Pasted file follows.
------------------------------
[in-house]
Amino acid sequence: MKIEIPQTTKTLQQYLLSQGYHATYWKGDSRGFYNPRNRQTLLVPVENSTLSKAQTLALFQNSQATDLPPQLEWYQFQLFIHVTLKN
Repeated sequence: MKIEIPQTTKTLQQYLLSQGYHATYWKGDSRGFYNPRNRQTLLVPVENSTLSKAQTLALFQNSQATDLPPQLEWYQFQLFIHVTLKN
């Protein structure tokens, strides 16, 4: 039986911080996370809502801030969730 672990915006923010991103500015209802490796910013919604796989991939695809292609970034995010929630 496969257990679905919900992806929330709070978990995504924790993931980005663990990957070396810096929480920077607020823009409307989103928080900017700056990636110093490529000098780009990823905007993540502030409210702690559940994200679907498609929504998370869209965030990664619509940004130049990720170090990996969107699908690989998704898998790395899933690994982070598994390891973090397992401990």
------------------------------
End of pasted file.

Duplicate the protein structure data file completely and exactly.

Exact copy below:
[in-house]
Amino acid sequence: MKIEIPQTTKTLQQYLLSQGYHATYWKGDSRGFYNPRNRQTLLVPVENSTLSKAQTLALFQNSQATDLPPQLEWYQFQLFIHVTLKN
Repeated sequence: MKIEIPQTTKTLQQYLLSQGYHATYWKGDSRGFYNPRNRQTLLVPVENSTLSKAQTLALFQNSQATDLPPQLEWYQFQLFIHVTLKN
């Protein structure tokens, strides 16, 4: 039986911080996370809502801030969730 672990915006923010991103500015209802490796910013919604796989991939695809292609970034995010929630 496969257990679905919900992806929330709070978990995504924790993931980005663990990957070396810096929480920077607020823009409307989103928080900017700056990636110093490529000098780009990823905007993540502030409210702690559940994200679907498609929504998370869209965030990664619509940004130049990720170090990996969107699908690989998704898998790395899933690994982070598994390891973090397992401990």